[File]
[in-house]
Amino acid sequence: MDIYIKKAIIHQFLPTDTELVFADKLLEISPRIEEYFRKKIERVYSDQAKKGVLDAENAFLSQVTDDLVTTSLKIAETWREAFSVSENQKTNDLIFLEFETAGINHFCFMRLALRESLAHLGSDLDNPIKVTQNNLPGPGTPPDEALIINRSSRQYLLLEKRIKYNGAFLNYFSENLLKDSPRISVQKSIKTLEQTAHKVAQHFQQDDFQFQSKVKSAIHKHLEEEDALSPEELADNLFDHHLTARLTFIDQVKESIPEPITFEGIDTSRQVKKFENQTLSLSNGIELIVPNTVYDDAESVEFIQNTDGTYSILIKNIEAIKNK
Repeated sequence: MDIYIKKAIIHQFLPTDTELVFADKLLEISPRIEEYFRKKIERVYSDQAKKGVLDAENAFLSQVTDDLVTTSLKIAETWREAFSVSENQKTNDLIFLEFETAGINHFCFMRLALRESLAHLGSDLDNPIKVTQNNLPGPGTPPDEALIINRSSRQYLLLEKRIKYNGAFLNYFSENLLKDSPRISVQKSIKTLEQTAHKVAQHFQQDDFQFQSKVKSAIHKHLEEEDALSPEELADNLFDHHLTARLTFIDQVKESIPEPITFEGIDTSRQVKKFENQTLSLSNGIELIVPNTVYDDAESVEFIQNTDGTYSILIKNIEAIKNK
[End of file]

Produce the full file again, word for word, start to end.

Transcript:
[in-house]
Amino acid sequence: MDIYIKKAIIHQFLPTDTELVFADKLLEISPRIEEYFRKKIERVYSDQAKKGVLDAENAFLSQVTDDLVTTSLKIAETWREAFSVSENQKTNDLIFLEFETAGINHFCFMRLALRESLAHLGSDLDNPIKVTQNNLPGPGTPPDEALIINRSSRQYLLLEKRIKYNGAFLNYFSENLLKDSPRISVQKSIKTLEQTAHKVAQHFQQDDFQFQSKVKSAIHKHLEEEDALSPEELADNLFDHHLTARLTFIDQVKESIPEPITFEGIDTSRQVKKFENQTLSLSNGIELIVPNTVYDDAESVEFIQNTDGTYSILIKNIEAIKNK
Repeated sequence: MDIYIKKAIIHQFLPTDTELVFADKLLEISPRIEEYFRKKIERVYSDQAKKGVLDAENAFLSQVTDDLVTTSLKIAETWREAFSVSENQKTNDLIFLEFETAGINHFCFMRLALRESLAHLGSDLDNPIKVTQNNLPGPGTPPDEALIINRSSRQYLLLEKRIKYNGAFLNYFSENLLKDSPRISVQKSIKTLEQTAHKVAQHFQQDDFQFQSKVKSAIHKHLEEEDALSPEELADNLFDHHLTARLTFIDQVKESIPEPITFEGIDTSRQVKKFENQTLSLSNGIELIVPNTVYDDAESVEFIQNTDGTYSILIKNIEAIKNK